Social equity applicants get tips on how to enter pot business

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CHICAGO — In the shadow of the Chicago Theatre, more than 20 people interested in opening up marijuana dispensaries received tips.

Every social equity applicant got face time with a cannabis expert in the industry. Advice on security, legal issues and financial planning were covered in the one-day workshop.

“Just trying to become the best versions of ourselves that we can be,” Waukegan man Cleo Delk said.

For Delk and his friend Joseph Deloney, this is their change to build a future in the marijuana industry.

“I see other owners, especially those who qualify for the social equity, I see us really having this entrepreneur thing down,” Deloney said. "Three years from now... it’s going to be a way different view, for those who’ve been arrested from this offense is really going to turn around into a positive way.”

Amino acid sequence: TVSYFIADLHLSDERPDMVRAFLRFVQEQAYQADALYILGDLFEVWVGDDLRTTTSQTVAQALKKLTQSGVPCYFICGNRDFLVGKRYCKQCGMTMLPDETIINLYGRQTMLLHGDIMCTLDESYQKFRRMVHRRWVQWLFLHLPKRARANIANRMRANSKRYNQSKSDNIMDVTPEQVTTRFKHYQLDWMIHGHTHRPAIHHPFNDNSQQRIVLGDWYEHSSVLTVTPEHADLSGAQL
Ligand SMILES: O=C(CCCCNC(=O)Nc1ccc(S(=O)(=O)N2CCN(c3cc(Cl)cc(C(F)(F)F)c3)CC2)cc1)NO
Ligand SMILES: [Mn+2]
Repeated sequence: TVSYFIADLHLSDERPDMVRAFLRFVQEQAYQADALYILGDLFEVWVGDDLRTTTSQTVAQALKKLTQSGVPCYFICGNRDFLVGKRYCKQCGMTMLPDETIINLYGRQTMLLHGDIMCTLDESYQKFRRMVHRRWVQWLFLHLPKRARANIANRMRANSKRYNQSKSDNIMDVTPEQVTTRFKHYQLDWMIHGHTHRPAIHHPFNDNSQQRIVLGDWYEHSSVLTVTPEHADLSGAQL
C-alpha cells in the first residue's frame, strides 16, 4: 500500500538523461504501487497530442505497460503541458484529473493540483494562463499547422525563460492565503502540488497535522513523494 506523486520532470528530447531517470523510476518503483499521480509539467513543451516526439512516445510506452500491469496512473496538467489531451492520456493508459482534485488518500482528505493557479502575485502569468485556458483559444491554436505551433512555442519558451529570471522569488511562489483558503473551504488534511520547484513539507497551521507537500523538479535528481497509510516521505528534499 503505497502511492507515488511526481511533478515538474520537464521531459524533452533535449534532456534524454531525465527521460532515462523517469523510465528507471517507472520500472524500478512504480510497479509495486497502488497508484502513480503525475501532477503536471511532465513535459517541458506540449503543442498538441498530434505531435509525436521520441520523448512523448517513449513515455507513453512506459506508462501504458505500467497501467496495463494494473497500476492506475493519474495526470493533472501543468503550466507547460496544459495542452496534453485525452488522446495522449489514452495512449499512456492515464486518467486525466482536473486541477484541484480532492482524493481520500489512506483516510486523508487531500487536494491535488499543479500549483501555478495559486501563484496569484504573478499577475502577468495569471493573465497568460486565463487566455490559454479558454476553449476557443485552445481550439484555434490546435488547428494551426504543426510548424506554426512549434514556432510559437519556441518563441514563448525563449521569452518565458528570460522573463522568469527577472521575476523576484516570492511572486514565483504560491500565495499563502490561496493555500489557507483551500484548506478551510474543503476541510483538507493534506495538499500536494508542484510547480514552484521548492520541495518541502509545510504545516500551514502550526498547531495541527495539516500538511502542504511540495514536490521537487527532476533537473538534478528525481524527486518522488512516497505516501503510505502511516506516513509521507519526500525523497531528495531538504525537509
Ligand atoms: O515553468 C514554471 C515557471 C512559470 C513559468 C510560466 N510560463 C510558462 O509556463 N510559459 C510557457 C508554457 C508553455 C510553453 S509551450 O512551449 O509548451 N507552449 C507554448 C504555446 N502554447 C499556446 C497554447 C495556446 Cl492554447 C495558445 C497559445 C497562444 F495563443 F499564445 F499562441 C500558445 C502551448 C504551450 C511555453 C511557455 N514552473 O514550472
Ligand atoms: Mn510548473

Like other states with legalized recreational marijuana, Illinois is offering social equity licenses.

It allows people impacted by the war on drugs to be able to open up their own businesses in the growing industry.

Good Tree Capital put on the workshop together, by not only giving advice, but loans to get them started.

“The goal is that by the end of this day, they leave with a complete or near complete application,” Seke Ballard with Good Tree said.

Good Tree gathered information on social equity licenses from other states, like Massachusetts.

“It’s like you turn over a new leaf,” Deloney said.

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